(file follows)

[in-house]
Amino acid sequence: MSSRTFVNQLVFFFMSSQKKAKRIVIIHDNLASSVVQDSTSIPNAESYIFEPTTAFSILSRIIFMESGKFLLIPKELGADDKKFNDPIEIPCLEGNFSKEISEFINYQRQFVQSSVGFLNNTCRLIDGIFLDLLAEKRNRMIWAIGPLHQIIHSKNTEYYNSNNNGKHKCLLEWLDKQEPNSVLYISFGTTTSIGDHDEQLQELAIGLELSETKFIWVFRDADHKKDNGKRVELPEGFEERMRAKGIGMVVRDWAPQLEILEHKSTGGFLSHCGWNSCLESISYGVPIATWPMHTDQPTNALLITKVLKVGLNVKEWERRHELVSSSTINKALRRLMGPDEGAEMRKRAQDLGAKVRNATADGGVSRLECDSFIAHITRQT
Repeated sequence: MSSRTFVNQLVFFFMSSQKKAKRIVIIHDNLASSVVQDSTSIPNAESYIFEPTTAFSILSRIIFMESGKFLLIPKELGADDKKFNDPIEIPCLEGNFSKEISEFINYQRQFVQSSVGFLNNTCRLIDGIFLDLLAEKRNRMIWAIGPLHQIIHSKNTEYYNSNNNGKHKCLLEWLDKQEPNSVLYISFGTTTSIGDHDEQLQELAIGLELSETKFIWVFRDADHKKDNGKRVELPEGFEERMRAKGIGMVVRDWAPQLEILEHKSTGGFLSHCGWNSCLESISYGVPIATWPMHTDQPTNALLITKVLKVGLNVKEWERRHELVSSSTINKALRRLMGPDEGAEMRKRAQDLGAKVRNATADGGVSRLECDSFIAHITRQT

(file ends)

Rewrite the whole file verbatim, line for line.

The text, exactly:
[in-house]
Amino acid sequence: MSSRTFVNQLVFFFMSSQKKAKRIVIIHDNLASSVVQDSTSIPNAESYIFEPTTAFSILSRIIFMESGKFLLIPKELGADDKKFNDPIEIPCLEGNFSKEISEFINYQRQFVQSSVGFLNNTCRLIDGIFLDLLAEKRNRMIWAIGPLHQIIHSKNTEYYNSNNNGKHKCLLEWLDKQEPNSVLYISFGTTTSIGDHDEQLQELAIGLELSETKFIWVFRDADHKKDNGKRVELPEGFEERMRAKGIGMVVRDWAPQLEILEHKSTGGFLSHCGWNSCLESISYGVPIATWPMHTDQPTNALLITKVLKVGLNVKEWERRHELVSSSTINKALRRLMGPDEGAEMRKRAQDLGAKVRNATADGGVSRLECDSFIAHITRQT
Repeated sequence: MSSRTFVNQLVFFFMSSQKKAKRIVIIHDNLASSVVQDSTSIPNAESYIFEPTTAFSILSRIIFMESGKFLLIPKELGADDKKFNDPIEIPCLEGNFSKEISEFINYQRQFVQSSVGFLNNTCRLIDGIFLDLLAEKRNRMIWAIGPLHQIIHSKNTEYYNSNNNGKHKCLLEWLDKQEPNSVLYISFGTTTSIGDHDEQLQELAIGLELSETKFIWVFRDADHKKDNGKRVELPEGFEERMRAKGIGMVVRDWAPQLEILEHKSTGGFLSHCGWNSCLESISYGVPIATWPMHTDQPTNALLITKVLKVGLNVKEWERRHELVSSSTINKALRRLMGPDEGAEMRKRAQDLGAKVRNATADGGVSRLECDSFIAHITRQT